However, it doesn’t have to be that way. Professional small business coach Jennifer Martin advises, “To help optimize the amount of money you make, create a special (that makes sense for your business) especially for the deals sites. This way you aren’t drastically discounted what you normally can sell.” Daily deal sites aren’t for everyone, but they can be a great way to grab some advertising for your business.


Online advertising might be the hip way to promote your company these days, but it’s not the only way. Offline advertising is still relevant and can still bring in customers.

7. Postcard Marketing


Direct mail is not dead — especially if you want to try postcard marketing. Postcards “are cheap to design, print and mail – unlike email, postcards have a 100% open rate (they are already open!)” advises Mitch Dowell who owns a one-man branding and design company. Plus, there are a plethora of awesome printing options such as the ones offered by PostcardMania, a fabulous source for this personalized marketing option.

“The front was a professional photograph of my service — gift wrapping services using multiple wrapped packages in all sizes with various papers and ribbons —  and the “mailing side” with what I offered and an area to address to prospects. My photographer recommended a printing company that could produce what I wanted for about $0.50 a card- and first class postage was less than $0.35 a card. The best part was that the photo told the story quickly, and for a start-up with a unique offering, I needed a quick way to say what I did.”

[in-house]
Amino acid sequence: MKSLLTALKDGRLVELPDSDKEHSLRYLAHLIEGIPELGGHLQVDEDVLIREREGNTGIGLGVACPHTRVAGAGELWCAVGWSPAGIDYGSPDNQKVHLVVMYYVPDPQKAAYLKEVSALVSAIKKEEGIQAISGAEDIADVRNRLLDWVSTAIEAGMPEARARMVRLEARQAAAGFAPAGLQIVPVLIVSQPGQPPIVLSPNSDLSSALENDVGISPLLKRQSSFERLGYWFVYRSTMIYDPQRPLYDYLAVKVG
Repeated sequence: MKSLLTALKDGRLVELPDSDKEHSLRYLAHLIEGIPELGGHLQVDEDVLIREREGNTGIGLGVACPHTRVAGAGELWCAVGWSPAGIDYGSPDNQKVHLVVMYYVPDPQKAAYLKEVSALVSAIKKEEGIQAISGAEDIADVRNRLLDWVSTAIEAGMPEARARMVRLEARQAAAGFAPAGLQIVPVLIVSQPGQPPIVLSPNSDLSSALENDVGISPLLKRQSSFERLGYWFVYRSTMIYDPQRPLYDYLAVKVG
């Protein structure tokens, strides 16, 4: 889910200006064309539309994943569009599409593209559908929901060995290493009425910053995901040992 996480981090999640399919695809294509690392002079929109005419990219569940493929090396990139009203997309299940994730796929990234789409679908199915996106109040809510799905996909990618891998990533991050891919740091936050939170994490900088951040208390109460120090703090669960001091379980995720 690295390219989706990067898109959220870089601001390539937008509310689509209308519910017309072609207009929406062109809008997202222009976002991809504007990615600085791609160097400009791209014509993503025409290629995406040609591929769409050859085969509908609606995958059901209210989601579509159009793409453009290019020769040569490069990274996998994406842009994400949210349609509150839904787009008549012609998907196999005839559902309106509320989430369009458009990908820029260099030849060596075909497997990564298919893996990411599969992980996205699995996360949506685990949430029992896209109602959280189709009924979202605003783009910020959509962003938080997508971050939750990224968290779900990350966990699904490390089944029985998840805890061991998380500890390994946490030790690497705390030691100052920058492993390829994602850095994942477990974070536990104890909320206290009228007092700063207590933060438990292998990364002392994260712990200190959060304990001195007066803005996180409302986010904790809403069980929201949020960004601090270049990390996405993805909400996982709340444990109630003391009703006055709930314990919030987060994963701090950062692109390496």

Don’t have the money for postage? “Ask to place information about your business in local salons, Laundromats, and grocery stores,” says Sharonda Ellis, a business consultant.

8. Promotional Products

Ellis is also a fan of using promotional merchandise. “Have promotional t-shirts made. Wear them as often as possible. Recruit as many people as possible to wear them also.”

9. Business Cards

However, never underestimate the value of a good business card.Seth Peterson, the Co-Founder and CEO of All You Can Arcade, says “our best marketing spend has been on business cards.  Whether you’re selling a good or a service, ultimately your brand is about you and having them to give to people you know can generate high quality leads for your company.”

Nikki Reagan encourages people to “place [business cards] in high traffic locations, leave them at restaurants with the tip money, gas stations on the counters, etc. Use both sides of the business card; they are small and really affordable.”

10. Flyers